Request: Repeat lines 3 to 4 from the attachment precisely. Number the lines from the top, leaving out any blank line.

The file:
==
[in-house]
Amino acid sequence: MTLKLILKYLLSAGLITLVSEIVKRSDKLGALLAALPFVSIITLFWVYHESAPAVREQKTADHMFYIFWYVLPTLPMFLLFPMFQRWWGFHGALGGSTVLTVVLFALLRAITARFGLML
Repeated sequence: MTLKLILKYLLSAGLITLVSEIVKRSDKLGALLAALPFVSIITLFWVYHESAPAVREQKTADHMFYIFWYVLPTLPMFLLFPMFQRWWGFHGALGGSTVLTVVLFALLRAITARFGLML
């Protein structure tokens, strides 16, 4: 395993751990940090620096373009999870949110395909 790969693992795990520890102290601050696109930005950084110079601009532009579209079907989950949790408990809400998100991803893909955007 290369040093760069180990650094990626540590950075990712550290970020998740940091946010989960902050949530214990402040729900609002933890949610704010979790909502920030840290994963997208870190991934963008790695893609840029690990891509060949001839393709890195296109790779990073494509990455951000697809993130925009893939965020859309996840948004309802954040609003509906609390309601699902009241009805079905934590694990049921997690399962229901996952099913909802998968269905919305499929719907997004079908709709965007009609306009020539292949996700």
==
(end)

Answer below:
Repeated sequence: MTLKLILKYLLSAGLITLVSEIVKRSDKLGALLAALPFVSIITLFWVYHESAPAVREQKTADHMFYIFWYVLPTLPMFLLFPMFQRWWGFHGALGGSTVLTVVLFALLRAITARFGLML
């Protein structure tokens, strides 16, 4: 395993751990940090620096373009999870949110395909 790969693992795990520890102290601050696109930005950084110079601009532009579209079907989950949790408990809400998100991803893909955007 290369040093760069180990650094990626540590950075990712550290970020998740940091946010989960902050949530214990402040729900609002933890949610704010979790909502920030840290994963997208870190991934963008790695893609840029690990891509060949001839393709890195296109790779990073494509990455951000697809993130925009893939965020859309996840948004309802954040609003509906609390309601699902009241009805079905934590694990049921997690399962229901996952099913909802998968269905919305499929719907997004079908709709965007009609306009020539292949996700």